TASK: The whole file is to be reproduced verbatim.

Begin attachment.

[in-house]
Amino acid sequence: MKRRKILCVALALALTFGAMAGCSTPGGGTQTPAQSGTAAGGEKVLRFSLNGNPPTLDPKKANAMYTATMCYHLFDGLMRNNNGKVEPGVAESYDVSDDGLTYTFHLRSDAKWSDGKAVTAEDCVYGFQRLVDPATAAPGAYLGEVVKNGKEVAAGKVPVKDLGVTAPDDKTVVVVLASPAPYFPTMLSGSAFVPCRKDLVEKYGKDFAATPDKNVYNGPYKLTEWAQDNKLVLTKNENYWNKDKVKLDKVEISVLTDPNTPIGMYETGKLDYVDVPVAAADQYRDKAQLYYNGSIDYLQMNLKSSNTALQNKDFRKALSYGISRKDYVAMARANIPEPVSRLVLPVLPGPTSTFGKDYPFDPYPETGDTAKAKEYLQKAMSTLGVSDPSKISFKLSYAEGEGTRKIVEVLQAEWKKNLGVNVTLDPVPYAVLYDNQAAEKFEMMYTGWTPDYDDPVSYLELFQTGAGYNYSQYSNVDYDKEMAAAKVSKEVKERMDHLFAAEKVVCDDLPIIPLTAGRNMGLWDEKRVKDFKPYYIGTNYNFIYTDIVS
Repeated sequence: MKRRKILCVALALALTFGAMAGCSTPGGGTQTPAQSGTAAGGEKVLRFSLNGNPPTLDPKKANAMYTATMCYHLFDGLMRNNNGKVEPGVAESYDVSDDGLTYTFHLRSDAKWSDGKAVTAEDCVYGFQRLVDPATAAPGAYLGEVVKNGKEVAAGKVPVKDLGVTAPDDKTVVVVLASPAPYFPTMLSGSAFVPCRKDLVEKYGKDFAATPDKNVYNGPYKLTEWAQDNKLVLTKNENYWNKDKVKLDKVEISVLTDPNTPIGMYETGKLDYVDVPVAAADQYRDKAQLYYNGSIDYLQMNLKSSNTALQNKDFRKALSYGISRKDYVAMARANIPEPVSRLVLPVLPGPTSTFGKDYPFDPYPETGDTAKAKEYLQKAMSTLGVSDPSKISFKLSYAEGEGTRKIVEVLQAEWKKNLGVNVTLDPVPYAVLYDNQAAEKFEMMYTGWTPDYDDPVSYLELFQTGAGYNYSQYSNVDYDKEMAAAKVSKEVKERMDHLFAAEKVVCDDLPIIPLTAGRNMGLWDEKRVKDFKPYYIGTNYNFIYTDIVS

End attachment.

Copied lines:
[in-house]
Amino acid sequence: MKRRKILCVALALALTFGAMAGCSTPGGGTQTPAQSGTAAGGEKVLRFSLNGNPPTLDPKKANAMYTATMCYHLFDGLMRNNNGKVEPGVAESYDVSDDGLTYTFHLRSDAKWSDGKAVTAEDCVYGFQRLVDPATAAPGAYLGEVVKNGKEVAAGKVPVKDLGVTAPDDKTVVVVLASPAPYFPTMLSGSAFVPCRKDLVEKYGKDFAATPDKNVYNGPYKLTEWAQDNKLVLTKNENYWNKDKVKLDKVEISVLTDPNTPIGMYETGKLDYVDVPVAAADQYRDKAQLYYNGSIDYLQMNLKSSNTALQNKDFRKALSYGISRKDYVAMARANIPEPVSRLVLPVLPGPTSTFGKDYPFDPYPETGDTAKAKEYLQKAMSTLGVSDPSKISFKLSYAEGEGTRKIVEVLQAEWKKNLGVNVTLDPVPYAVLYDNQAAEKFEMMYTGWTPDYDDPVSYLELFQTGAGYNYSQYSNVDYDKEMAAAKVSKEVKERMDHLFAAEKVVCDDLPIIPLTAGRNMGLWDEKRVKDFKPYYIGTNYNFIYTDIVS
Repeated sequence: MKRRKILCVALALALTFGAMAGCSTPGGGTQTPAQSGTAAGGEKVLRFSLNGNPPTLDPKKANAMYTATMCYHLFDGLMRNNNGKVEPGVAESYDVSDDGLTYTFHLRSDAKWSDGKAVTAEDCVYGFQRLVDPATAAPGAYLGEVVKNGKEVAAGKVPVKDLGVTAPDDKTVVVVLASPAPYFPTMLSGSAFVPCRKDLVEKYGKDFAATPDKNVYNGPYKLTEWAQDNKLVLTKNENYWNKDKVKLDKVEISVLTDPNTPIGMYETGKLDYVDVPVAAADQYRDKAQLYYNGSIDYLQMNLKSSNTALQNKDFRKALSYGISRKDYVAMARANIPEPVSRLVLPVLPGPTSTFGKDYPFDPYPETGDTAKAKEYLQKAMSTLGVSDPSKISFKLSYAEGEGTRKIVEVLQAEWKKNLGVNVTLDPVPYAVLYDNQAAEKFEMMYTGWTPDYDDPVSYLELFQTGAGYNYSQYSNVDYDKEMAAAKVSKEVKERMDHLFAAEKVVCDDLPIIPLTAGRNMGLWDEKRVKDFKPYYIGTNYNFIYTDIVS